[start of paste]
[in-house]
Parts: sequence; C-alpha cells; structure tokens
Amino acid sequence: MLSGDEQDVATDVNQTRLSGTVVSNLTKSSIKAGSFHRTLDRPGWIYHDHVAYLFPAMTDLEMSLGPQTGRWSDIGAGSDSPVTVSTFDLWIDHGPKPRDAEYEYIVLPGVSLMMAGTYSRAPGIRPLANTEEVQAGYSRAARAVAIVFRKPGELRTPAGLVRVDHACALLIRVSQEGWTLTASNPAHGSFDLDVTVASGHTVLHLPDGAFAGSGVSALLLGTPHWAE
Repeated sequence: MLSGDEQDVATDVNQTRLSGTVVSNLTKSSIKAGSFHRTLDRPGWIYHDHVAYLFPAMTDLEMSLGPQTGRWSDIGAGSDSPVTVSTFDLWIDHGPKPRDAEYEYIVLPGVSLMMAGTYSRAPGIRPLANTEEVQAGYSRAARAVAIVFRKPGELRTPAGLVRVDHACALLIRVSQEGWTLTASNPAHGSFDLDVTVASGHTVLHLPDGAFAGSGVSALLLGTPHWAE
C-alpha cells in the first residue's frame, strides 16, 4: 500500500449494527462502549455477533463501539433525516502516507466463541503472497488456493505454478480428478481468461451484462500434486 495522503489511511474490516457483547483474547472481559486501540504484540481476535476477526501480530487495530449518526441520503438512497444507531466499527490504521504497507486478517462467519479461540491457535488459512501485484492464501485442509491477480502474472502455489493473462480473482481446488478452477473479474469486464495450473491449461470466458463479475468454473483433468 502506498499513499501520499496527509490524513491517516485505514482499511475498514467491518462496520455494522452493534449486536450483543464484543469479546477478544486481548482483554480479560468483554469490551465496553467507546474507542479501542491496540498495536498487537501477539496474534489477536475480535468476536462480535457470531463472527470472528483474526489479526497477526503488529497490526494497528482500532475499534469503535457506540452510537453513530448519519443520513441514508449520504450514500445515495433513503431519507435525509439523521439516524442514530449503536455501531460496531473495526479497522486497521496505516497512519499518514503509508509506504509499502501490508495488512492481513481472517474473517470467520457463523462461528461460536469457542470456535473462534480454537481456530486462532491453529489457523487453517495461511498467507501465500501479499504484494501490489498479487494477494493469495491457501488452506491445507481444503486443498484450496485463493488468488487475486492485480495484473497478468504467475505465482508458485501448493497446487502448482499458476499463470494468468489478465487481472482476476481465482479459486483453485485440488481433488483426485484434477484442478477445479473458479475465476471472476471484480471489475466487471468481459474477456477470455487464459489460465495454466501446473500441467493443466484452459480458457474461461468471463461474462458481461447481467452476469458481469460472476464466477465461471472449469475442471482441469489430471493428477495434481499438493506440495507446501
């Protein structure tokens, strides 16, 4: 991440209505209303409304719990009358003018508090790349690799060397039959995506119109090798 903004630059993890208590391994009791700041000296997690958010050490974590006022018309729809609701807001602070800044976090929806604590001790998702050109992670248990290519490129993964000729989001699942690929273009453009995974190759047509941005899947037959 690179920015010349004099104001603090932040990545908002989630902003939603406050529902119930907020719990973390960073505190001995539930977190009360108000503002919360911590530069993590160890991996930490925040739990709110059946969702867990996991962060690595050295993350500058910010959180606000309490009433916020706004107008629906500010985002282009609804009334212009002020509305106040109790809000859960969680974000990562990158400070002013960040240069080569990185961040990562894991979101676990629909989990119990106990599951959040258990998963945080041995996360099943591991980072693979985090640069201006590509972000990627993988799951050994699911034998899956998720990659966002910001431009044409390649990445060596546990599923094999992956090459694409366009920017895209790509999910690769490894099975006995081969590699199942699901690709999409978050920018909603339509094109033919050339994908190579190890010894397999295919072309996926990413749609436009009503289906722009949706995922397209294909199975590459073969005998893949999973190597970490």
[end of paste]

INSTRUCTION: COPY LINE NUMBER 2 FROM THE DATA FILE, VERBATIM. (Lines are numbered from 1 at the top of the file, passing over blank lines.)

Parts: sequence; C-alpha cells; structure tokens